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United States v. Nestor

July 23, 2009

UNITED STATES OF AMERICA
v.
BRIAN LEE NESTOR, APPELLANT.



On Appeal from the United States District Court for the Western District of Pennsylvania (D.C. No. 07-cr-369) District Judge: Honorable Donetta W. Ambrose.

The opinion of the court was delivered by: Jordan, Circuit Judge.

PRECEDENTIAL

Submitted Under Third Circuit LAR 34.1(a) July 9, 2009

Before: SLOVITER, AMBRO and JORDAN, Circuit Judges.

OPINION OF THE COURT

Brain Lee Nestor appeals his conviction for attempting to persuade, induce, entice, or coerce a child to engage in illegal sexual activity, in violation of 18 U.S.C. § 2422(b). He contends that, because he never spoke to a child or to anyone whom he believed was a child, he cannot be convicted under the statute. We conclude that a defendant like Nestor, charged with attempting to lure a child into sex, can violate § 2422(b) without communicating directly with a child or with someone whom he believes is a child, and we therefore will affirm.

I. Background

Nestor posted an advertisement on Craigslist*fn1 asking, "anybody into family fun?" Robert Jones, a Greensburg, Pennsylvania police officer trained to investigate on-line sex crimes, understood the import of the ad, recognizing that "family fun" was code for sexual contact with minor children, particularly incestuous contact. Officer Jones suspected the ad was designed to find a parent willing to make a child available for sex, and he responded to the ad using the alias Robert Moltisanti. Over the next five days, Nestor and Jones exchanged over 50 e-mails. Jones also contacted the FBI and began working with agent Timothy Lauster. Agent Lauster then adopted the Moltisanti persona and initiated a series of phone conversations with Nestor. Through the e-mails and phone conversations, Nestor proposed to engage in sexual activity with Moltisanti and Moltisanti's underage stepson and arranged for a meeting at Nestor's home. He also discussed precautions that should be taken to avoid police detection and asked Moltisanti to bring him child pornography.

On the day of the proposed meeting, law enforcement officers arrested Nestor at his home. A grand jury in the Western District of Pennsylvania indicted Nestor and charged him with attempting to knowingly persuade, induce, entice, or coerce an individual under the age of 18 to engage in sexual activity, in violation of 18 U.S.C. § 2422(b), and knowingly possessing visual depictions of minors engaged in sexual activity, in violation of 18 U.S.C. § 2252(a)(4)(B). Nestor pled guilty to possession of child pornography but went to trial on the charge of attempted enticement of a minor. At the close of the government's evidence, Nestor moved for a judgment of acquittal, arguing that, because he had never e-mailed or spoken to a child or someone posing as a child, he could not be convicted of attempting to entice a child to engage in sexual activity under § 2422(b). The District Court denied Nestor's motion, and the jury ultimately found Nestor guilty.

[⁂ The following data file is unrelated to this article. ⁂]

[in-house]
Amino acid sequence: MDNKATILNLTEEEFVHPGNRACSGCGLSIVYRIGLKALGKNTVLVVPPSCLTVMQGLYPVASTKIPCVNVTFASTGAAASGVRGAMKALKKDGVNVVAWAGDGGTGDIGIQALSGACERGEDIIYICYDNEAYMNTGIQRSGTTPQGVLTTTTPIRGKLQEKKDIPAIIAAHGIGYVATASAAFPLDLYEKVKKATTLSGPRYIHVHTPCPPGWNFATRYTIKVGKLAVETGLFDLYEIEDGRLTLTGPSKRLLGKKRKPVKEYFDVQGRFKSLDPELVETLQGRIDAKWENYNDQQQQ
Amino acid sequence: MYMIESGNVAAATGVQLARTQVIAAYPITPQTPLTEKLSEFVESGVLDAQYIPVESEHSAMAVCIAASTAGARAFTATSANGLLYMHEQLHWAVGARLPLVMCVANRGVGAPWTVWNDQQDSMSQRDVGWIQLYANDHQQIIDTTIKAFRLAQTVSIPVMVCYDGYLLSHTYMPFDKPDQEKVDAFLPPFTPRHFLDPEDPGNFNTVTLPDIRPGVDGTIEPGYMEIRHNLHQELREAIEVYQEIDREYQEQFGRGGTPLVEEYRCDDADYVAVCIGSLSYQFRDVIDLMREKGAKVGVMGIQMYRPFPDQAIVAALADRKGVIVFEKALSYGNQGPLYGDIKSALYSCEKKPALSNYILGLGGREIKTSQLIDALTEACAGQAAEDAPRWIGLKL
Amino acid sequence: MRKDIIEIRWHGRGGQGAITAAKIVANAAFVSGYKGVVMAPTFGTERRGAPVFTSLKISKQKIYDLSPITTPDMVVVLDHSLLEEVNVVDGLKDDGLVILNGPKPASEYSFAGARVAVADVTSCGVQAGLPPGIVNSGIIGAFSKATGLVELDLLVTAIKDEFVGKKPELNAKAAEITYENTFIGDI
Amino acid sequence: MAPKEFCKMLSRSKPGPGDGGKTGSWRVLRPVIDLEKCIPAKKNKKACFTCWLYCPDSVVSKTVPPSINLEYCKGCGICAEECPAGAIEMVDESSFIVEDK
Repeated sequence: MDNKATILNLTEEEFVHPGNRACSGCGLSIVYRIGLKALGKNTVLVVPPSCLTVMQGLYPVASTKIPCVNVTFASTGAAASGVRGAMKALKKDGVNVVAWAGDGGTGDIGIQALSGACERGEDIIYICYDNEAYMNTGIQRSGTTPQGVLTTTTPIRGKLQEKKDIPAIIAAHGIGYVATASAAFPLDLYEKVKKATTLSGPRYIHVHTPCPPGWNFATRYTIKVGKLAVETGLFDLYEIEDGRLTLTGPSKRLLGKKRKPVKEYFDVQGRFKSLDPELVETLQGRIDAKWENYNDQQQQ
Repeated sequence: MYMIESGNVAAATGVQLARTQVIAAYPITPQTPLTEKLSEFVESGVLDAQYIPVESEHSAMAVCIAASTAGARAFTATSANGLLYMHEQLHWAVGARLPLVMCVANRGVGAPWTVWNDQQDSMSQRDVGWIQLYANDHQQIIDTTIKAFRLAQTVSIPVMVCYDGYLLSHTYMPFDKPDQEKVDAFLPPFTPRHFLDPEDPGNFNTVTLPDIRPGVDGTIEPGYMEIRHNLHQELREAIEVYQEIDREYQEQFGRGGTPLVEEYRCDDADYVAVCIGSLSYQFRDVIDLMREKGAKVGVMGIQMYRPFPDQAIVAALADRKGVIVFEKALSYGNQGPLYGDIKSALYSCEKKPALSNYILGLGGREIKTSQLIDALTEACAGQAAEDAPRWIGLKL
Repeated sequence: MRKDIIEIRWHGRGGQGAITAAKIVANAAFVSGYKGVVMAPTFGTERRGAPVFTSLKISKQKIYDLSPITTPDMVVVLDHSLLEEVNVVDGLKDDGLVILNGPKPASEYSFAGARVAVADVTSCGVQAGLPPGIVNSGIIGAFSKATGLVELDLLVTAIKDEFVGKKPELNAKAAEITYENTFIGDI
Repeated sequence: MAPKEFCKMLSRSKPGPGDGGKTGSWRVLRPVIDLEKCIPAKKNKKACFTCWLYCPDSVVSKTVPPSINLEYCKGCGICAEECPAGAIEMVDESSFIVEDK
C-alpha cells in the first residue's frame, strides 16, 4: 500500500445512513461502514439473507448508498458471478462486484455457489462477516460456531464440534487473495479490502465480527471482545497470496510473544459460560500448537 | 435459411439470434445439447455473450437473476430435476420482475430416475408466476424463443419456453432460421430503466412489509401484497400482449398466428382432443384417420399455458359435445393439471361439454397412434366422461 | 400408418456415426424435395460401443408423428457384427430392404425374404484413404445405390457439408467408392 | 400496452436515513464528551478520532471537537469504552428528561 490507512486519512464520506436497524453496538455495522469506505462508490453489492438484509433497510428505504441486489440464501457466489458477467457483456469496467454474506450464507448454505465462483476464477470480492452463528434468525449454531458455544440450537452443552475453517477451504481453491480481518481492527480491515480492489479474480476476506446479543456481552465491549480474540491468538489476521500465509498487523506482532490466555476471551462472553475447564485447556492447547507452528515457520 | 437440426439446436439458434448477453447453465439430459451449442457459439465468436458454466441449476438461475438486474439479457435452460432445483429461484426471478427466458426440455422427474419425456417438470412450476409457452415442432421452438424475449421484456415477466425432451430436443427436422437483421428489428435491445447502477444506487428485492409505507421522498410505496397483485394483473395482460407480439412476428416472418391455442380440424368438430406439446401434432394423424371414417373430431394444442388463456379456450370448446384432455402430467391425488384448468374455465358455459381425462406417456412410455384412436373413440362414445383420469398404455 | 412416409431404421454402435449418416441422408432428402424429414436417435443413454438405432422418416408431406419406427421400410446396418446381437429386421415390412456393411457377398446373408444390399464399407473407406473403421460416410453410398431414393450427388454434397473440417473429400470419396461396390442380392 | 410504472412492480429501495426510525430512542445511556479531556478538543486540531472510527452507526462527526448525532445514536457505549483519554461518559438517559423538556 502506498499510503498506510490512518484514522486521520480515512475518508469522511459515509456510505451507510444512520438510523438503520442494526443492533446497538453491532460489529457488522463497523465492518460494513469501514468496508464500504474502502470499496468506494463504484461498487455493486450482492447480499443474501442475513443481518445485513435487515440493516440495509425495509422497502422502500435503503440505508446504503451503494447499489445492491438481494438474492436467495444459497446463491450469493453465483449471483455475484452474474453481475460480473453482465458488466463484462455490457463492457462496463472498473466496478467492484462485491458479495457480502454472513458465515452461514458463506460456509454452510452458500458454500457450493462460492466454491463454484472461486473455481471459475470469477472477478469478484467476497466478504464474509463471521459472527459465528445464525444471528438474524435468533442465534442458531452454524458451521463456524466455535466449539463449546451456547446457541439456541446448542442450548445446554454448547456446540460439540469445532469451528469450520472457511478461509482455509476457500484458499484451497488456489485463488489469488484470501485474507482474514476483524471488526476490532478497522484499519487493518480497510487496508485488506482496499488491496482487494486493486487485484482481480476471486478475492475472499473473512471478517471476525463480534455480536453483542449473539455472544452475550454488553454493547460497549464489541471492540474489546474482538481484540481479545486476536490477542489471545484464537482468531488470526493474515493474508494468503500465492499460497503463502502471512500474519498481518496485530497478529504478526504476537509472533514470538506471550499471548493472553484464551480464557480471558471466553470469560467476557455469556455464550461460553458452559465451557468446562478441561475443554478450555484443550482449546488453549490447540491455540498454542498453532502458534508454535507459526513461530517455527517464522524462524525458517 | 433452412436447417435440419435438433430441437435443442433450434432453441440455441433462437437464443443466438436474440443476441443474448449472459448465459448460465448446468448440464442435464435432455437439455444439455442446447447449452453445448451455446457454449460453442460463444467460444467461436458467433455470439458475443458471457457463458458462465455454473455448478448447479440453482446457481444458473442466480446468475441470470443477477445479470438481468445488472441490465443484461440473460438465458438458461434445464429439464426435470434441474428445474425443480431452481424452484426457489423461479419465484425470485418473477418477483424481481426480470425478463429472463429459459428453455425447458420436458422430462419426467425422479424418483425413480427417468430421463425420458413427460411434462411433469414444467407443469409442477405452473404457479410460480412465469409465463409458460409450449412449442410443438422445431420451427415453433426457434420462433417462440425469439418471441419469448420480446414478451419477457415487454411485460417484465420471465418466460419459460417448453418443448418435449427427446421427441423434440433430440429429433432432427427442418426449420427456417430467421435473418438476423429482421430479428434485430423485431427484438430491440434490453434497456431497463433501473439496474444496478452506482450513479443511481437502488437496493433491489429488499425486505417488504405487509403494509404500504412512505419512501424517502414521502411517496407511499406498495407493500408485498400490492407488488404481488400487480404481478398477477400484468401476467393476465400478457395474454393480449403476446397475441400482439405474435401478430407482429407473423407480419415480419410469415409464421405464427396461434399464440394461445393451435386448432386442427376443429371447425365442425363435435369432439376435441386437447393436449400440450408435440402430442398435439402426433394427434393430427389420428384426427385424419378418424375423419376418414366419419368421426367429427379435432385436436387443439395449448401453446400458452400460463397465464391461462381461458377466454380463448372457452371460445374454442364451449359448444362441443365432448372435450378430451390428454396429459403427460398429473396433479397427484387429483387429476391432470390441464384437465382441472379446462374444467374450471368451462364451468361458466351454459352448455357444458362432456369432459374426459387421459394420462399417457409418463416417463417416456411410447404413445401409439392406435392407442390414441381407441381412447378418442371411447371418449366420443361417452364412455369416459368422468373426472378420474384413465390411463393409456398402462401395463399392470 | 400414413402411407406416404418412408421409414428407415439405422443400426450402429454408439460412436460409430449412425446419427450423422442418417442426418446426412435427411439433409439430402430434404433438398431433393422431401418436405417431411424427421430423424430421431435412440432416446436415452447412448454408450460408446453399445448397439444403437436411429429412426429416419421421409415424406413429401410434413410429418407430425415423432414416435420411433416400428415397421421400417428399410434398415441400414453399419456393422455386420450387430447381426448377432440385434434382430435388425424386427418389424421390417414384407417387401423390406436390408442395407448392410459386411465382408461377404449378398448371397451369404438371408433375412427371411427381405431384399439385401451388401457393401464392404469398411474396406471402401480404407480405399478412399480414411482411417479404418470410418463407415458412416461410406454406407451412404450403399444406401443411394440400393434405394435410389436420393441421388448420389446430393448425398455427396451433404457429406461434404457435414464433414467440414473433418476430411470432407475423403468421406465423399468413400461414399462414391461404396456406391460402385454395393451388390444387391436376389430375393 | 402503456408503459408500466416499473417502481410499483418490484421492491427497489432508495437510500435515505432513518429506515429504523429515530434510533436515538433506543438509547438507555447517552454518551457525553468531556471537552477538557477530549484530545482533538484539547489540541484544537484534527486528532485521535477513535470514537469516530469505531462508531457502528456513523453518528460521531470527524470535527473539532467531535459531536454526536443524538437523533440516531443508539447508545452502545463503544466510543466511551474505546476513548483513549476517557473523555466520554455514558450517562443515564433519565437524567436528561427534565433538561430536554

Following the guilty verdict, Nestor filed a written motion for judgment of acquittal, reasserting his argument that, because he communicated solely with an intermediary rather than directly with a child or someone posing as a child, he could not be convicted under § 2422(b). The District Court denied Nestor's motion and sentenced him to 120 months for attempted enticement of a child and 46 months for possession of child pornography, with the terms to run concurrently. Nestor filed a timely notice of appeal.

II. Discussion*fn2

The issue is whether a defendant who uses an adult intermediary, rather than direct contact with a child, to attempt to persuade, induce, entice, or coerce the child to engage in sexual activity can be held to violate 18 U.S.C. § 2422(b). Because, by its terms, the crime at issue is one of attempt, logic and precedent compel us to answer yes.

We begin with the language of the statute and the presumption "that the legislature says in a statute what it means and means in a statute what it says ... ." BedRoc Ltd., LLC v. United States, 541 U.S. 176, 184 (2004) (citing Connecticut Nat. Bank v. Germain, 503 U.S. 249, 253-254 (1992)). Section 2422(b) of title 18 of the United States Code reads:

Whoever, using the mail or any facility or means of interstate or foreign commerce, ... knowingly persuades, induces, entices, or coerces any individual who has not attained the age of 18 years, to engage in prostitution or any sexual activity for which any person can be charged with a criminal offense, or attempts to do so, ...


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